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McNeill, John Hanson (12 June 1815–10 November 1864), soldier and farmer, was born in Hardy County, Virginia (now W.Va.), the son of Strother McNeill and Amy Pugh, farmers. McNeill’s childhood and youth were made difficult by the death of his father when McNeill was only four years old. The dire circumstances of his family forced him to abandon school after only a few years and assist his mother in farming while he was still a child. In 1837 he married Jemima Harness Cunningham; they had four sons and one daughter....

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Pillow, Gideon Johnson (08 June 1806–08 October 1878), soldier, lawyer, and planter, was born in a log cabin in Williamson (now Maury) County, Tennessee, the son of Gideon Pillow, a pioneer planter, and Annie Payne. Gideon graduated from the University of Nashville in 1827 and, after reading law for three years in the offices of two judges, was admitted to the Tennessee bar in 1830. He hung out his shingle in Columbia, and, possessed of a “quick mind and a powerful speaking voice,” his civil and criminal practice flourished. In 1831 Pillow married Mary Elizabeth Martin. The union was blessed with ten children. The Martins were an affluent Middle Tennessee family, and Mary was a good manager, capable of overseeing family and business interests during her husband’s long absences from home....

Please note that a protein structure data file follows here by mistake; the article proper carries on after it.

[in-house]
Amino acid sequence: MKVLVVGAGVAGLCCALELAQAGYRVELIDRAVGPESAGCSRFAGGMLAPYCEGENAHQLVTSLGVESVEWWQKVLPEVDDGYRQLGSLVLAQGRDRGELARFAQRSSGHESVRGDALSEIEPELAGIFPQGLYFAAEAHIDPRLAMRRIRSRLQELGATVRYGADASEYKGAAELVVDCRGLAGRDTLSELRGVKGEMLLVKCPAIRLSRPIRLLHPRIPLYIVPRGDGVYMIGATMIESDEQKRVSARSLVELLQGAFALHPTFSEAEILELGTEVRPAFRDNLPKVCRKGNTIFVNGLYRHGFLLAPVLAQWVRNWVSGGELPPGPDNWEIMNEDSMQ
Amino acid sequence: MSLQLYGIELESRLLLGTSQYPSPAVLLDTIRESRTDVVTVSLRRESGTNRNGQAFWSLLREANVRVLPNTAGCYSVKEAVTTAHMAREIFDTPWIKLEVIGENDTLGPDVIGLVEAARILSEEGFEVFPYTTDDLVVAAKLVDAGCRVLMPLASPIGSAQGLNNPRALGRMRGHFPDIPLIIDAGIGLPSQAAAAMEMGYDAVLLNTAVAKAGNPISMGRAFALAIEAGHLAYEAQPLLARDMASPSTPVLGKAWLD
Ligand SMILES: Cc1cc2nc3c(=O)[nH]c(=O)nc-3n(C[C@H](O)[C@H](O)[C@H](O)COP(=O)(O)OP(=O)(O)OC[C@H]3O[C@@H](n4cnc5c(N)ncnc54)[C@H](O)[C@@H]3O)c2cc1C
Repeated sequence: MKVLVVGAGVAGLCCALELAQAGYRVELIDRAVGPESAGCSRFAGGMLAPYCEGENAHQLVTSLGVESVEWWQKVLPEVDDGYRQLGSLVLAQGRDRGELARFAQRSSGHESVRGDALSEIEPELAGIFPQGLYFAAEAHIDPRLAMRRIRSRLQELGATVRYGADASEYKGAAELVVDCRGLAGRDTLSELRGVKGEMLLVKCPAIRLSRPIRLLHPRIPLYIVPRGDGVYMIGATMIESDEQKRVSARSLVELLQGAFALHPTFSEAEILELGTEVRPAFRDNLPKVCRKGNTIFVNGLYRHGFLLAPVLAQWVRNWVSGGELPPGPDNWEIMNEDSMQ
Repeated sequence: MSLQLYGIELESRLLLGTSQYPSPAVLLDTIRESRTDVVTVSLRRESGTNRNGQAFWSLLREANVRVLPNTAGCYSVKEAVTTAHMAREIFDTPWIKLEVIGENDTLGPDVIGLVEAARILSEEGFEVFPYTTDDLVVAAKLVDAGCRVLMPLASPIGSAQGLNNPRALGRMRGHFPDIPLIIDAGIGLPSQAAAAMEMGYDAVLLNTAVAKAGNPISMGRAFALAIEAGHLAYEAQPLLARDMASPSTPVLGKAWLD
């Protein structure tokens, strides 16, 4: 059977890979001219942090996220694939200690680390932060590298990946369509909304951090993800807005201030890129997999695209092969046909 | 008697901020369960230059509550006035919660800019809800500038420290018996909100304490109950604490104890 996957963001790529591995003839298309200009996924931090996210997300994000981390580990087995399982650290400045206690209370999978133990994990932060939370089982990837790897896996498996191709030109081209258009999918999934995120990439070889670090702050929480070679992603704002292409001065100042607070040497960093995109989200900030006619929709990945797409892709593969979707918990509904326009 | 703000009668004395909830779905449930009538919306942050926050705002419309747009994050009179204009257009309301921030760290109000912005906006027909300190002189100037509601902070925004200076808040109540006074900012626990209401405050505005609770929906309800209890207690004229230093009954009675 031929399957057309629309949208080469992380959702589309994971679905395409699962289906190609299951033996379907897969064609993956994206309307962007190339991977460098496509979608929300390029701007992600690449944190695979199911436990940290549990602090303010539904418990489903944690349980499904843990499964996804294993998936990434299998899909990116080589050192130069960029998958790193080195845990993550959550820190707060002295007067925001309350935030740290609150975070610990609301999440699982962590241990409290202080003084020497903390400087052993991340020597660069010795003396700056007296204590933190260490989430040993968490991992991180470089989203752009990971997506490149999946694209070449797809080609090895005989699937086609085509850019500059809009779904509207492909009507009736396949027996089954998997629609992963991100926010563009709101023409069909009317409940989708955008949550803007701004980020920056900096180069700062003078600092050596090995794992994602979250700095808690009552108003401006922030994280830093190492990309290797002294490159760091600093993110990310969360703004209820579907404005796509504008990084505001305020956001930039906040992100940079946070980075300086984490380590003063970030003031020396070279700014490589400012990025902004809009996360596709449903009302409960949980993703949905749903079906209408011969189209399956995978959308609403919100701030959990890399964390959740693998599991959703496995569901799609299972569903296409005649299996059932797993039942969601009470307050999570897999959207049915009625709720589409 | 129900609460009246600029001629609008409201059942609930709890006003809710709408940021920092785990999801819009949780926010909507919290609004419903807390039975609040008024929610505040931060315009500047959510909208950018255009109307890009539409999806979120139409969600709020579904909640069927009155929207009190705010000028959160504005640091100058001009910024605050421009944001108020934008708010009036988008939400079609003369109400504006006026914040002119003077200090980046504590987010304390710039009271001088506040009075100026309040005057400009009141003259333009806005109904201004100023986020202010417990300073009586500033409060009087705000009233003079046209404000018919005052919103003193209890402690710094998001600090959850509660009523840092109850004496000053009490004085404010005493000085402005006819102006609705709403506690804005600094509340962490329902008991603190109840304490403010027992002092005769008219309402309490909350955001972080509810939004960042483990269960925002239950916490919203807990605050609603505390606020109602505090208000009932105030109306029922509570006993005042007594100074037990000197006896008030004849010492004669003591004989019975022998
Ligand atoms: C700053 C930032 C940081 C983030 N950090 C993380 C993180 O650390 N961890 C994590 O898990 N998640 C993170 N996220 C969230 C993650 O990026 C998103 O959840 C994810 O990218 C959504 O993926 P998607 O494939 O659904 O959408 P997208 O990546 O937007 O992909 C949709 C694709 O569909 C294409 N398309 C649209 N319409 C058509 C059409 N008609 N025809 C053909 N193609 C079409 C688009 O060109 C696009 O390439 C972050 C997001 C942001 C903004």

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Shelby, Joseph Orville (12 December 1830–13 February 1897), planter and soldier, was born at Lexington, Kentucky, the son of Orville Shelby and his second wife, Anna Boswell. “Jo” Shelby studied at Transylvania University (1845–1848), followed by one year in Philadelphia. At age nineteen he moved to Lafayette County, Missouri, taking up planting and the manufacture of rope. He acquired a fortune but was increasingly distracted by the slavery controversy in “bleeding Kansas.” The slaveholding Shelby led proslavery volunteers in several raids but resumed his economic pursuits when antislavery forces triumphed in Kansas. In 1858 he married a distant cousin, Elizabeth Shelby; they had seven children....